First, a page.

Two Sisters, a Dream, and the Art of Storytelling

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Portland-based “sister-preneurs” Lee Lazarus and Janine Kurnoff are on a lifelong journey together, building practical, experiential visual storytelling workshops that teach talented businesspeople in all functions, at all levels, a simple framework that injects impact into the ideas behind every presentation, proposal, email, and even phone call they make.Co-founders of The Presentation Company, the two are at a particularly exciting point in the arc of their own 20-year business story. Their first book, Everyday Business Storytelling—based on the practical storytelling strategies from their workshops—is hitting bookshelves nationwide on February 17th.

On the eve of their debut as published authors, Lee and Janine reflect on the road that got them to where they are today.

How Silicon Valley shaped what we wanted… and didn’t want

Janine: In 2001, the dot-com-dot-bomb was busting, companies were downsizing, and most of the recent start-ups were getting vaporized. Lee and I had both been working in tech for several years and saw it all. I was in global sales training at Yahoo! Inc. (and later as an on-camera webcast host). Lee was head of marketing communications for two of the fastest-growing Internet and telecommunications market-research firms in the Valley.

We were no strangers to rambling PowerPoint presentations, choc-a-block with data and no story. We could see how audiences were left perplexed by what they were supposed to know or do with the information being presented. Communications were often built without their audience in mind. We became fixated on helping people change that.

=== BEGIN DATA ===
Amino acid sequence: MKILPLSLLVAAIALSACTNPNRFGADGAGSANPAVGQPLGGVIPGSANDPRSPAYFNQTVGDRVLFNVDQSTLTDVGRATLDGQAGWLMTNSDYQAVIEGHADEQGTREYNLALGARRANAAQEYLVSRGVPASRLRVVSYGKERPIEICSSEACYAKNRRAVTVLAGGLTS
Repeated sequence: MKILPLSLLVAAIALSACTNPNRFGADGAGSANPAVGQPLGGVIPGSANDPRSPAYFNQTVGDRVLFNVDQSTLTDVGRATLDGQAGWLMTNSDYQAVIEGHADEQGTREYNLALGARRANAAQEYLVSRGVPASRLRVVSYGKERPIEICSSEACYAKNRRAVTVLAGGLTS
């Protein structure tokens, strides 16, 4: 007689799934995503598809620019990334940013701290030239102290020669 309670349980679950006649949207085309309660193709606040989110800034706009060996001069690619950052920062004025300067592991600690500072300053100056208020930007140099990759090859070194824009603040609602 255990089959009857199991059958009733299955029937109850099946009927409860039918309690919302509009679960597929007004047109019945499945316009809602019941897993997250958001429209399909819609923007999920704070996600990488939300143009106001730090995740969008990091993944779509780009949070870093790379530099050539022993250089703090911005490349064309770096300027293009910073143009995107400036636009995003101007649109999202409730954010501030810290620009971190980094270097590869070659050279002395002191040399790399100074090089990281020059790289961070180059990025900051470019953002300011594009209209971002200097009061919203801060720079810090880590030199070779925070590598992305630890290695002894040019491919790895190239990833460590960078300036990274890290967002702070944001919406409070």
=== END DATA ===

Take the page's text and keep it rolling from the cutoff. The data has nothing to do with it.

Lee: It was a moment that many people have in their careers, where they ask themselves, “Can I do better than this? What would it take to start my own business?” Both of us were doing well professionally, and we knew that regardless of how we were going to leave it all and start our own company, we needed a dream that was big enough to include our ambitious vision of the future… a future that included building a successful company, having families, and a work life that didn’t run us into the ground.

We were inspired by two things our entrepreneurial immigrant parents instilled in us from a young age: take risks, and follow your passion. So we put our minds together, took a leap, and started The Presentation Company (TPC) in 2001.

Passion is ignited and a company is born

Janine: Starting out, we had very little money, but also very little overhead. We had no kids, no husbands, and rent was cheap! We were virtual… all we needed was a computer and stable Internet. It brought us huge benefits and allowed us to devote our energy to building a solid business.

Lee: We quickly found that clients really needed what we were offering… and they tended not to judge us on whether we had a fancy office space or a team of employees. They liked what they heard, and they wanted to hear more. It was never about relentlessly selling ourselves, it was about teaching people to become more confident, strategic communicators. Not only that, but we were pioneering the space of virtual learning (yes, 20 years before the pandemic!). When we told companies that we could train their teams to communicate and learn more effectively in an online environment, people’s ears started to perk up.